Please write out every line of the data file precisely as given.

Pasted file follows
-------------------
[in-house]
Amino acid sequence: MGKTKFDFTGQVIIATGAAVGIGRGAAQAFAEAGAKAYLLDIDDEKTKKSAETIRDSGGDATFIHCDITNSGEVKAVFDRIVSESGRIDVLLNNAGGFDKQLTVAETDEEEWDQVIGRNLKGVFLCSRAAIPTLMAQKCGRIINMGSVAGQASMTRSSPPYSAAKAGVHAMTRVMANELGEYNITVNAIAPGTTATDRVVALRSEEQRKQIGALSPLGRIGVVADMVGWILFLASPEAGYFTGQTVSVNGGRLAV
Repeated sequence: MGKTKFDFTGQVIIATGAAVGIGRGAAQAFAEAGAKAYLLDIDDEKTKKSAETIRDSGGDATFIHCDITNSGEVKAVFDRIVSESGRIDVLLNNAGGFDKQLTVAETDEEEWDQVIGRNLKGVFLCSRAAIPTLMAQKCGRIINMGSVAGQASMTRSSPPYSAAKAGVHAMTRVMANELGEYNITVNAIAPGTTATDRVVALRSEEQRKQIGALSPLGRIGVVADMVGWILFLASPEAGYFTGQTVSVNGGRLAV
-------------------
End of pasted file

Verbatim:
[in-house]
Amino acid sequence: MGKTKFDFTGQVIIATGAAVGIGRGAAQAFAEAGAKAYLLDIDDEKTKKSAETIRDSGGDATFIHCDITNSGEVKAVFDRIVSESGRIDVLLNNAGGFDKQLTVAETDEEEWDQVIGRNLKGVFLCSRAAIPTLMAQKCGRIINMGSVAGQASMTRSSPPYSAAKAGVHAMTRVMANELGEYNITVNAIAPGTTATDRVVALRSEEQRKQIGALSPLGRIGVVADMVGWILFLASPEAGYFTGQTVSVNGGRLAV
Repeated sequence: MGKTKFDFTGQVIIATGAAVGIGRGAAQAFAEAGAKAYLLDIDDEKTKKSAETIRDSGGDATFIHCDITNSGEVKAVFDRIVSESGRIDVLLNNAGGFDKQLTVAETDEEEWDQVIGRNLKGVFLCSRAAIPTLMAQKCGRIINMGSVAGQASMTRSSPPYSAAKAGVHAMTRVMANELGEYNITVNAIAPGTTATDRVVALRSEEQRKQIGALSPLGRIGVVADMVGWILFLASPEAGYFTGQTVSVNGGRLAV